Geographic Information Retrieval, as we define it here, is an applied research area that combines aspects of DBMS research, User Interface Research, GIS research, and Information Retrieval research, and is concerned with indexing, searching, retrieving and browsing of geo-referenced information sources, and the design of systems to accomplish these tasks effectively and efficiently. In the next section we will further examine the characteristics of geographic and spatial queries and where these fit on the continua of Figure 1.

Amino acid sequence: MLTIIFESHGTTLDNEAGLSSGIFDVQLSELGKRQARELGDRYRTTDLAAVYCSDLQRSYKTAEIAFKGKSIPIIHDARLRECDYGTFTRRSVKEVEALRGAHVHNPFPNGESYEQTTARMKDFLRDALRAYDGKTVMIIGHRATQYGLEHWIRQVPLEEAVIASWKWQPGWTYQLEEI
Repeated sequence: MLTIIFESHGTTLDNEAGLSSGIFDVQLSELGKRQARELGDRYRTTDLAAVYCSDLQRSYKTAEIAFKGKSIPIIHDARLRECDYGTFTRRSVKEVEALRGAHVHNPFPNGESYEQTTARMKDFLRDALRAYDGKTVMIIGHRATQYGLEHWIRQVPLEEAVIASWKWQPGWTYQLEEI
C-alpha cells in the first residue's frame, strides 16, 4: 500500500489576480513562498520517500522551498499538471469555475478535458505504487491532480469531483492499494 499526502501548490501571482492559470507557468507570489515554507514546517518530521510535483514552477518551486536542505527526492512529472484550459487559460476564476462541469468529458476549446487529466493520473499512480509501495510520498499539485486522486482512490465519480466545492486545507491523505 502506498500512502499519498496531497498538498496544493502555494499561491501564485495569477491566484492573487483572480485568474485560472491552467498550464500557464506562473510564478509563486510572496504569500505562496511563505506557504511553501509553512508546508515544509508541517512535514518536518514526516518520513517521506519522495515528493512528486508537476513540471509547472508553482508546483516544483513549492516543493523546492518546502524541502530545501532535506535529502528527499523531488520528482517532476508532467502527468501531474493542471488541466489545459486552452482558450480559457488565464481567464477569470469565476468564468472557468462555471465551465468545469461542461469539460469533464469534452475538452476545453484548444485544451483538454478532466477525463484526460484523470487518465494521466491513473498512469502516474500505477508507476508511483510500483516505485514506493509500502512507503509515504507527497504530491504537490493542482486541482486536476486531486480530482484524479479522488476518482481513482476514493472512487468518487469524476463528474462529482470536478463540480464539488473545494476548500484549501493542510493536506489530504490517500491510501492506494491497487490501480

The terms geographic queries and spatial queries imply querying a spatially indexed database based on relationships between particular items in that database within a particular coordinate system (or compatible coordinate systems). Spatial querying is the more general term. It can be defined as queries about the spatial relationships (intersection, containment, boundary, adjacency, proximity) of entities geometrically defined and located in space (De Floriani, Marzano & Puppo, 1993) without regard to the nature of the coordinate system. It could be argued that the Vector Space model of information retrieval (Salton, 1989) is spatial querying system where the space and coordinates are defined by occurrance and frequency of term usage in a document collection. Geographic querying assumes that the space is delineated by the well-defined coordinate systems of the "real world." In the following discussion, the emphasis will be on geographic querying, although the underlying implementation might be a general purpose spatial database system rather than a geographic information system. As Frank (1991) has pointed out, there are many characteristics of geographic data that require special access methods and data structures. We will not examine access methods here, but will concentrate on a basic classification of types of spatial queries.